Cogs and Shadows

Clockwork Angel
Cassandra Clare
Margaret K. McElderry Books
512 pages

Western and action. Romance and comedy. Fantasy and science fiction. The blending of genres in stories is a delicate art and some combinations require a great deal more care than others. Cassandra Clare steps forth with her book, Clockwork Angel, offering a bold new blend that’s sure to make readers sit up with surprise and attention: steampunk and gothic fantasy. Fans of vampires, ghosts, and ghouls may cry out, “She got automatons in my fantasy!” Lovers of steampunk will wrinkle their nose and utter, “What’s all this vampire junk doing in my clockwork adventures?” But lo and behold, Clare blends the two seamlessly, leaving readers with a lingering sense of curiosity as to how this union so effortlessly drew them in.

Summaries pulled from the book jacket do little to truly explore the strange, new London that Clare has penned. It mentions adventure. It mentions romance. Yawn; what young adult book, shoved thoughtlessly in the catch-all ‘fantasy’ section of the bookstore or library, doesn’t contain these elements? Don’t be fooled. Despite this lackluster advertisement, the opening chapters draw the reader in with the competent weavings of an accomplished author. The main character, Tessa Gray, arrives to a London to start life anew. As soon as she steps off the boat, she enters a cacophony of nightmares and surreal fantasy. In a manner reminiscent of Alice in Wonderland, Tessa is drawn almost immediately into a dark and frightening world about which she knows nothing.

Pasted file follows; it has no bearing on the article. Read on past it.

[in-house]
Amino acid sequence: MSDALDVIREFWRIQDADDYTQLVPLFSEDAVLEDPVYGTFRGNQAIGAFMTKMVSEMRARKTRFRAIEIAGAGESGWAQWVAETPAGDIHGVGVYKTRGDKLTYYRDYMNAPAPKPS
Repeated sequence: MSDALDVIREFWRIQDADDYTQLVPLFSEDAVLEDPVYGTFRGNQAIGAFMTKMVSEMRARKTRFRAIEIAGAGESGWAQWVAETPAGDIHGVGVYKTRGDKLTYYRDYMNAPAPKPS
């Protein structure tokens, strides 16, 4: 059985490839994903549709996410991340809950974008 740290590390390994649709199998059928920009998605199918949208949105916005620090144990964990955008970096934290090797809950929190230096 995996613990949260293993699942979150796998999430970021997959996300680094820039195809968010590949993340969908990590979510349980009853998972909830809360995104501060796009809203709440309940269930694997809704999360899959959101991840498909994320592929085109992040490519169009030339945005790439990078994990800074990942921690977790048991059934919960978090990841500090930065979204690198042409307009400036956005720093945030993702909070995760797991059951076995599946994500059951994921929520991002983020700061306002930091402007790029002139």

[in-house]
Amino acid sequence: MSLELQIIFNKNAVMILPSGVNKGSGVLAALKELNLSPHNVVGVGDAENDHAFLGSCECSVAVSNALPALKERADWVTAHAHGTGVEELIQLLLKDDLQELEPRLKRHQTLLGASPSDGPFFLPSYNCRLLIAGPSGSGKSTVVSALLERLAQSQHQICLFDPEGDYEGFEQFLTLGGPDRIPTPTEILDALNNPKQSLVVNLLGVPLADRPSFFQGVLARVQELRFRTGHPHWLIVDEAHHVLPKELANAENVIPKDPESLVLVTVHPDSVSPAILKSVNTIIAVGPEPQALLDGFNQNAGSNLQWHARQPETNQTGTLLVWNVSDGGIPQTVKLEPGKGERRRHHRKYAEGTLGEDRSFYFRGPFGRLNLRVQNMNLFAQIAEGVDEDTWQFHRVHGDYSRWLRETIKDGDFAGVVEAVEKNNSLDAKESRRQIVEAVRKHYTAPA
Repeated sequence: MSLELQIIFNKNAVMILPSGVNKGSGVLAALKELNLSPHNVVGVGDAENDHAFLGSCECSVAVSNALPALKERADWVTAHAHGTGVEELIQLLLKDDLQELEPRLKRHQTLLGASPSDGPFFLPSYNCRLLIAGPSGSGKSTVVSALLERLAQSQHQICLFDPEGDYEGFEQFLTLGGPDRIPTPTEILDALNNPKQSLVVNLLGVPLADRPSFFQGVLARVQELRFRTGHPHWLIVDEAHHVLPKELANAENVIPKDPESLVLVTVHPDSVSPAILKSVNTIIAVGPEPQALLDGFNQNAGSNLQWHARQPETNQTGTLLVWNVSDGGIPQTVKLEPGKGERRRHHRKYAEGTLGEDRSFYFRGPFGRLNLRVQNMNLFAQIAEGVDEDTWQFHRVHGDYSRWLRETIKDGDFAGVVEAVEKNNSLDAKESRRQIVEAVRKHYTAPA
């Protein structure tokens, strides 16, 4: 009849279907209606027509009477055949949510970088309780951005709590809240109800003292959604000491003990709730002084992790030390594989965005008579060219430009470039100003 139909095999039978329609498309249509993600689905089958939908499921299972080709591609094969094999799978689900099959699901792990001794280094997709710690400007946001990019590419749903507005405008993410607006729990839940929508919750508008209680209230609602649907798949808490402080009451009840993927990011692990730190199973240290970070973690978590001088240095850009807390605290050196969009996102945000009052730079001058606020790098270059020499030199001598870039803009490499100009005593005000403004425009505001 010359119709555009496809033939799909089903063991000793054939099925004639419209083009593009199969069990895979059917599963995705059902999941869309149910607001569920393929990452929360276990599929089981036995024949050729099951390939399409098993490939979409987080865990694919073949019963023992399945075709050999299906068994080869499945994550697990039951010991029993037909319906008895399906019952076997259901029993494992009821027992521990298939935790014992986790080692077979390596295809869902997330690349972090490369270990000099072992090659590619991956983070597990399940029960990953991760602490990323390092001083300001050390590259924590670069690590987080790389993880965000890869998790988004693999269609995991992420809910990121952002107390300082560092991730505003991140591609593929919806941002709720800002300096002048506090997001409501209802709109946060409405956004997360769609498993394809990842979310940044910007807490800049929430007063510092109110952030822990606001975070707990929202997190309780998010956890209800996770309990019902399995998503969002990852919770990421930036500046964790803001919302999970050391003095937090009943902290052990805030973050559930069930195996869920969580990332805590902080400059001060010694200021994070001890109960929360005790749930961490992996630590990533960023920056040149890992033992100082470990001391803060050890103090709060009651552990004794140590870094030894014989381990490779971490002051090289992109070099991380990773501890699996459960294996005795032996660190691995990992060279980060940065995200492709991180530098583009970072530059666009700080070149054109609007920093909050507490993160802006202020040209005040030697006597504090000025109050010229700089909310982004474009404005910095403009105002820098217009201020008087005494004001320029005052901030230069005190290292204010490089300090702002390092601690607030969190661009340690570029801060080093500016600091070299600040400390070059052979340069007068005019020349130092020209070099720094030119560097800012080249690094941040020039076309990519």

Some portions of the book may also spark the same feeling of unbalance that Neil Gaiman, author of American Gods and Coraline, is master of. As Tessa is thrust rudely into her new surroundings, we see nothing—immediately—that trumpets of the occult or the mechanical, yet small details arouse our suspicion: the unnatural strength of her maid, the strange “sessions” of trying to remember people she never knew, and her mysterious ticking locket, to name a few. Clare pushes her play of Freud’s uncanny on us until her fantastical world is sprung on both Tessa and the reader in a daring action scene that could make anyone grin.

And, of course, there is action and romance, as the jacket promises. The romance is a bit reserved, and there are times where the book’s YA placing is more than apparent. More mature readers may wind up rolling their eyes slightly during these moments of physical attraction thinly veiled as budding love, but the sometimes tender, sometimes emotionally dark displays of the other protagonist and love interest, William Herondale, are still titillating nonetheless. Where Tessa may fall a little flat as a character at times, Will is there with his passionate and tragic personality to reinforce her and keep the pace of the story moving smoothly. The action and adventure of the story is very satisfying, the major fight scenes pleasing on an almost visceral level.

Whatever your literary hook, Clockwork Angel has a barb ready and with your name on it in this ultimately tantalizing story of a girl, a boy, a group of “occult police,” monstrous clockwork creations, and the fate of the world.

Andrea Martin is a University of Wisconsin-Parkside graduate, now living in Greenfield, MA. When not penning up reviews, she is writing for her role-playing game, Naruta.